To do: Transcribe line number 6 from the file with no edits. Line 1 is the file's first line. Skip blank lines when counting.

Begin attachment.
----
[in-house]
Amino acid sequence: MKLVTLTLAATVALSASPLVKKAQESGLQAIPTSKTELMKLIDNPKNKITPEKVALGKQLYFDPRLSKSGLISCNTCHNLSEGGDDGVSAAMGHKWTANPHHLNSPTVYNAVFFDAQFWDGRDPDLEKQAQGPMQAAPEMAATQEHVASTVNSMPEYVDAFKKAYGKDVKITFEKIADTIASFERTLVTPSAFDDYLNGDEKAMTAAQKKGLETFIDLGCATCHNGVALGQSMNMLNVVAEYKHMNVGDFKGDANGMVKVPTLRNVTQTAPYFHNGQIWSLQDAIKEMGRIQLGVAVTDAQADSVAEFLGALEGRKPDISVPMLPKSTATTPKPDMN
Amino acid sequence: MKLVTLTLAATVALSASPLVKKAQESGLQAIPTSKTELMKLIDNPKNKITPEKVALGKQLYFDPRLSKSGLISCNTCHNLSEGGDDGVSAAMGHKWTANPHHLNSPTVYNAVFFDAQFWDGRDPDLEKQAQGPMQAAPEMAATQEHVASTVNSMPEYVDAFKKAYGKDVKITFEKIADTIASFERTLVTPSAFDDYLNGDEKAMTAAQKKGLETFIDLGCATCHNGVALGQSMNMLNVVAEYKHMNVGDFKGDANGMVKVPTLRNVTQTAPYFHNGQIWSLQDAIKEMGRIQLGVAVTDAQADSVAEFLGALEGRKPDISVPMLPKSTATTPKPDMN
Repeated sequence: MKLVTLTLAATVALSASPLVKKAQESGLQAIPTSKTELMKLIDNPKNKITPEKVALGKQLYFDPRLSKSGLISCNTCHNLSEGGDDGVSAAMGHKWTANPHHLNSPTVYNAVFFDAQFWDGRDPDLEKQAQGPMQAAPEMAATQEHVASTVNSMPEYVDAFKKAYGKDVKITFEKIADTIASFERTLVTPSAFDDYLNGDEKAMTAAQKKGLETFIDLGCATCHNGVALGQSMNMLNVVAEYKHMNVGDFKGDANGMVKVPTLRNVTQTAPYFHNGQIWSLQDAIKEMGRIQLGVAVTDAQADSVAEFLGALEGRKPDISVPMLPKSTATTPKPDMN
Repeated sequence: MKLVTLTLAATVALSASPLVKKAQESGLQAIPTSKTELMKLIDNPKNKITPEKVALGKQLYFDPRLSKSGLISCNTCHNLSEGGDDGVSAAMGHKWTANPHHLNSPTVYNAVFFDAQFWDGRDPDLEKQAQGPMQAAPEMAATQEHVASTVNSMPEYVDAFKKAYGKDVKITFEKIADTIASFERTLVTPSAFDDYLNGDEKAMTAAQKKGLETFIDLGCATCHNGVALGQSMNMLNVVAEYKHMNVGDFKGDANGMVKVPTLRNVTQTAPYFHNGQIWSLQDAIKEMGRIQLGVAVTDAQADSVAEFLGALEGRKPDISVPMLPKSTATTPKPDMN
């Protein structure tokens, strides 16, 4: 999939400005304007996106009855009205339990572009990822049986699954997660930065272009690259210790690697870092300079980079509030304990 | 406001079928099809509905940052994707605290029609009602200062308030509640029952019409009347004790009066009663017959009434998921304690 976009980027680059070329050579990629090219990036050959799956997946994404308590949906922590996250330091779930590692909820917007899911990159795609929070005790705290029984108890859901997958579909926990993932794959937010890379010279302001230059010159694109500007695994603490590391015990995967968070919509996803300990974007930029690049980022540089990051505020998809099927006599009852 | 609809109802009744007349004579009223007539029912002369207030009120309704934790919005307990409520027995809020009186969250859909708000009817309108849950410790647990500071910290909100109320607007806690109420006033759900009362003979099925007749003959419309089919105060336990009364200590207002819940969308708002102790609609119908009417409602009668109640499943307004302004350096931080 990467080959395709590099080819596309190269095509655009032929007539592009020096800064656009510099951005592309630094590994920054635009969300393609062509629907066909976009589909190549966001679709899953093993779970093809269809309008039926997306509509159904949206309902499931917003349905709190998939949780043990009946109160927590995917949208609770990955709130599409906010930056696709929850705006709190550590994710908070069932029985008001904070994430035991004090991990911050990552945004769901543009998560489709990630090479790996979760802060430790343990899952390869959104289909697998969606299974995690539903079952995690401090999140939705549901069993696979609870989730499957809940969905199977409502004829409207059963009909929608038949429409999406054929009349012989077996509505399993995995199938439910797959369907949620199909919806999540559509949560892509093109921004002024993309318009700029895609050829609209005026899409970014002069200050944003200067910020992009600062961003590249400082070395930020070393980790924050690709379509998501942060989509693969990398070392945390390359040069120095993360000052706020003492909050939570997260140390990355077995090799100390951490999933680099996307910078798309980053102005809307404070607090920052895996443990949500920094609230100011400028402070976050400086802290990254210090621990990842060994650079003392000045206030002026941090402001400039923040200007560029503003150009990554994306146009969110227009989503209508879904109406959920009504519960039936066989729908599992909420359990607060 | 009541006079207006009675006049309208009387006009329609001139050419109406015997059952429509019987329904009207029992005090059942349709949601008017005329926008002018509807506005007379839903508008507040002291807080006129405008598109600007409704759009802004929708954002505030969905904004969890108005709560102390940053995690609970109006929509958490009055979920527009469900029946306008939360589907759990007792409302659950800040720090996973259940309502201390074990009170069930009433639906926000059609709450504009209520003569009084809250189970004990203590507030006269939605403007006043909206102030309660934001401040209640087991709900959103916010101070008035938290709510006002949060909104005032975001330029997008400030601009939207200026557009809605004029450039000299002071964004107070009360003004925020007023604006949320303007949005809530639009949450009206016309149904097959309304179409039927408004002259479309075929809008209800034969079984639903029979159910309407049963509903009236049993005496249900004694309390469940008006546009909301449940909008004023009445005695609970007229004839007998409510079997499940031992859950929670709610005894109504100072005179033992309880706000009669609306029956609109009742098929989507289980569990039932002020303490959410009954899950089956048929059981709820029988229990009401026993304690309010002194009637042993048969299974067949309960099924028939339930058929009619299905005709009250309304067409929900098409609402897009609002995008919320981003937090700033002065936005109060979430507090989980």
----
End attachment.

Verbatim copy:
């Protein structure tokens, strides 16, 4: 999939400005304007996106009855009205339990572009990822049986699954997660930065272009690259210790690697870092300079980079509030304990 | 406001079928099809509905940052994707605290029609009602200062308030509640029952019409009347004790009066009663017959009434998921304690 976009980027680059070329050579990629090219990036050959799956997946994404308590949906922590996250330091779930590692909820917007899911990159795609929070005790705290029984108890859901997958579909926990993932794959937010890379010279302001230059010159694109500007695994603490590391015990995967968070919509996803300990974007930029690049980022540089990051505020998809099927006599009852 | 609809109802009744007349004579009223007539029912002369207030009120309704934790919005307990409520027995809020009186969250859909708000009817309108849950410790647990500071910290909100109320607007806690109420006033759900009362003979099925007749003959419309089919105060336990009364200590207002819940969308708002102790609609119908009417409602009668109640499943307004302004350096931080 990467080959395709590099080819596309190269095509655009032929007539592009020096800064656009510099951005592309630094590994920054635009969300393609062509629907066909976009589909190549966001679709899953093993779970093809269809309008039926997306509509159904949206309902499931917003349905709190998939949780043990009946109160927590995917949208609770990955709130599409906010930056696709929850705006709190550590994710908070069932029985008001904070994430035991004090991990911050990552945004769901543009998560489709990630090479790996979760802060430790343990899952390869959104289909697998969606299974995690539903079952995690401090999140939705549901069993696979609870989730499957809940969905199977409502004829409207059963009909929608038949429409999406054929009349012989077996509505399993995995199938439910797959369907949620199909919806999540559509949560892509093109921004002024993309318009700029895609050829609209005026899409970014002069200050944003200067910020992009600062961003590249400082070395930020070393980790924050690709379509998501942060989509693969990398070392945390390359040069120095993360000052706020003492909050939570997260140390990355077995090799100390951490999933680099996307910078798309980053102005809307404070607090920052895996443990949500920094609230100011400028402070976050400086802290990254210090621990990842060994650079003392000045206030002026941090402001400039923040200007560029503003150009990554994306146009969110227009989503209508879904109406959920009504519960039936066989729908599992909420359990607060 | 009541006079207006009675006049309208009387006009329609001139050419109406015997059952429509019987329904009207029992005090059942349709949601008017005329926008002018509807506005007379839903508008507040002291807080006129405008598109600007409704759009802004929708954002505030969905904004969890108005709560102390940053995690609970109006929509958490009055979920527009469900029946306008939360589907759990007792409302659950800040720090996973259940309502201390074990009170069930009433639906926000059609709450504009209520003569009084809250189970004990203590507030006269939605403007006043909206102030309660934001401040209640087991709900959103916010101070008035938290709510006002949060909104005032975001330029997008400030601009939207200026557009809605004029450039000299002071964004107070009360003004925020007023604006949320303007949005809530639009949450009206016309149904097959309304179409039927408004002259479309075929809008209800034969079984639903029979159910309407049963509903009236049993005496249900004694309390469940008006546009909301449940909008004023009445005695609970007229004839007998409510079997499940031992859950929670709610005894109504100072005179033992309880706000009669609306029956609109009742098929989507289980569990039932002020303490959410009954899950089956048929059981709820029988229990009401026993304690309010002194009637042993048969299974067949309960099924028939339930058929009619299905005709009250309304067409929900098409609402897009609002995008919320981003937090700033002065936005109060979430507090989980």